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Thread: Yan Lianke - Dream of Ding Village

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    Default Yan Lianke - Dream of Ding Village

    Dream of Ding Village by Yan Lianke. Translated by Cindy Carter
    Corsair 12.99
    Reviewed by Leyla Sanai

    It was prescient that literary award winner Lianke’s novel was
    published
    within weeks of his fellow outspoken creative Ai WeiWei’s arrest. His
    uncharacteristic cowed silence since release suggests continuing
    government intimidation or threats.
    Lianke’s novel, based on a true blood-selling scandal, was banned when
    first published in China, which is ironic because he self censored it
    by toning down his initial idea to try and avoid the ire of the
    censors, having previously been banned for fierce satires criticising
    the authorities. He was left feeling as if he’d compromised his initial
    idea in vain.

    Lianke’s dedication to truth is clear: he worked undercover for years
    assisting a Beijing anthropologist studying the destruction of a
    Chinese village in Henan Province by AIDS in order to obtain the facts
    on which this novel is based.
    The tale is narrated by a dead child, poisoned by villagers resentful
    of the decimation caused by his father Ding Hui’s actions: Hui pounced
    on an initiative introduced by county officials to generate money by
    paying villagers to sell blood. Hui’s father, the narrator’s grandpa,
    is decent and worked as caretaker and teacher at the school, but his
    sons are weak, Hui becoming rich by unscrupulous blood-selling and
    Liang causing gossip by having an affair with his cousin’s wife.

    Hui milks the villagers of blood, sapping their strength, and his
    immoral cost cutting, re-using needles and swabs, leads to the spread
    of AIDS. As the villagers become too sick to tend their crops, Hui
    generates more income unethically by selling coffins donated for the
    sick by the authorities, and offering costly post-humous match-making
    services for victims. Grandpa has premonitory dreams which, together
    with his sagacity, place him in the role of wise village elder, but the
    villagers pay scant attention because of the behaviour of his sons.

    Lianke’s portrait of a small rural community hurtling to its demise
    through the greed of a few is powerful, sobering and untinged by
    sentimentality: even in the throes of terminal illness, villagers still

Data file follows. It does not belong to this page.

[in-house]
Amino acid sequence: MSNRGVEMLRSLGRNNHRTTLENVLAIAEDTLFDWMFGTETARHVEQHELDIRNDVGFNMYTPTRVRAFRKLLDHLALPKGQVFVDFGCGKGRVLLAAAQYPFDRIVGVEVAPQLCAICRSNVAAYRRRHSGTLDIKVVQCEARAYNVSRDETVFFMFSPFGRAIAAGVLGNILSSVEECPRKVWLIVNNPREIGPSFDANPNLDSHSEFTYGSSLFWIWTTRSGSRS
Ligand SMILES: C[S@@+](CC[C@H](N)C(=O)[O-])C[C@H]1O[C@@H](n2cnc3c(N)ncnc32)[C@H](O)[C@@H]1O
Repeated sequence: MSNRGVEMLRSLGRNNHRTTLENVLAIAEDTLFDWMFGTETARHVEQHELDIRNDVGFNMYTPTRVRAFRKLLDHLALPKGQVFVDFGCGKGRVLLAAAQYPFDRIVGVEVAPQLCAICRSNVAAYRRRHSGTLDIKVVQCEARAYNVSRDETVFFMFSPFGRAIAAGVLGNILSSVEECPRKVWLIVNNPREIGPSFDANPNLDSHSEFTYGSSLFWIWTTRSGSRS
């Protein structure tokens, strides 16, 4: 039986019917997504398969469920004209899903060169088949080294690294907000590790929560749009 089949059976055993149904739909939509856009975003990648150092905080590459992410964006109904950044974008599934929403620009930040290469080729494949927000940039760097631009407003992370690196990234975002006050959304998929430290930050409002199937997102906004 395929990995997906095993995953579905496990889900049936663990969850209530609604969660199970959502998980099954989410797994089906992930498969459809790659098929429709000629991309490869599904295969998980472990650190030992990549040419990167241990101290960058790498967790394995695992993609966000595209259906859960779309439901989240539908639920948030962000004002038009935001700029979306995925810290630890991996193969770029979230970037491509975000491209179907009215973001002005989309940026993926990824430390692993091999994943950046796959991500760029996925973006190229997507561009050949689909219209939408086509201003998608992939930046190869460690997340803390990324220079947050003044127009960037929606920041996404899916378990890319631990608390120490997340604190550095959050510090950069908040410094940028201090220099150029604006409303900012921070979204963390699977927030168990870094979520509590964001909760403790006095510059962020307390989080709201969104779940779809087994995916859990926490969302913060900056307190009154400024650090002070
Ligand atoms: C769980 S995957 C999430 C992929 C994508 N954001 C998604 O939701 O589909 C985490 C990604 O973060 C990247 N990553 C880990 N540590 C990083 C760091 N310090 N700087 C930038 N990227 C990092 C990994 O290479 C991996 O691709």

scrabble for power, engage in petty conflicts, steal, bribe and
    blackmail. Lianke’s concession to the censors is obvious – blame is
    deflected from the authorities onto the avaricious criminal Hui, and
    the authorities are shown to implement measures to try and compensate
    villagers for the devastation wrought by AIDS. But at best, the
    authorities still appear naive, and the unspoken sub-text is clear –
    pushing high-tech medicine as a way of generating income without
    providing resources and expertise is so foolhardy it’s
    indistinguishable from amorality.

    The contrast between the simplicity of village life and the ravages
    that follow lend a cinematic quality to the prose: ‘Across the plain,
    those well enough to work were out in the fields. Their figures stood
    out beneath the distant sky like scarecrows swaying in the wind. And
    now, blowing in from the village, was another small figure, dragging a
    child behind her.’

    Occasionally, Lianke’s tendency to repeat key events seems superfluous,
    but this is a compelling and shocking story of a traditional village
    pillaged by the greed of a few. Lianke is masterful at capturing the
    red tape of bureaucracy: ‘a sheaf of documents...mainly memos about
    memos, notices about notices, all sent down from higher levels of
    government.’ And he is brutally honest about the difference money and
    power make, buying everything from an easy life to a sumptuous death in
    an ornately engraved tomb.

    Carter’s translation is fluid and natural, the only fault being that
    her avoidance of stilted speech leads to western
    colloquialisms/cliche’s (‘moth to a flame’, ‘mark my words’, ‘if looks
    could kill’, a dog running off with its ‘tail between its legs’, ‘get
    your arse out here’, ‘has the cat got your tongue?’) which occasionally
    sound out of place in the rural Chinese setting. But there are also
    wistful poetic images in keeping with the mood – grandpa dropped off
    by the bus ‘like a fallen leaf’; a philandering husband left by his
    wife and son thinking ‘if I die tomorrow, they’ll find me with two
    tears in my eyes: one for every good thing I’ve lost.’

    Both as faction specific for this scandal and as allegory for other
    tragedies that occur wherever egregious appetites of the elite lead to
    devastation of the many, this chilling novel's power belies its
    simplicity.

  2. #2
    Join Date
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    Location
    Glasgow
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    Default Re: Yan Lianke - Dream of Ding Village

    Formatting worked there with a trick...will try and reformat other two pieces from today.

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  1. Yan Lianke: Dream Of Ding Village
    By leyla in forum Asian & Oceanic Literature
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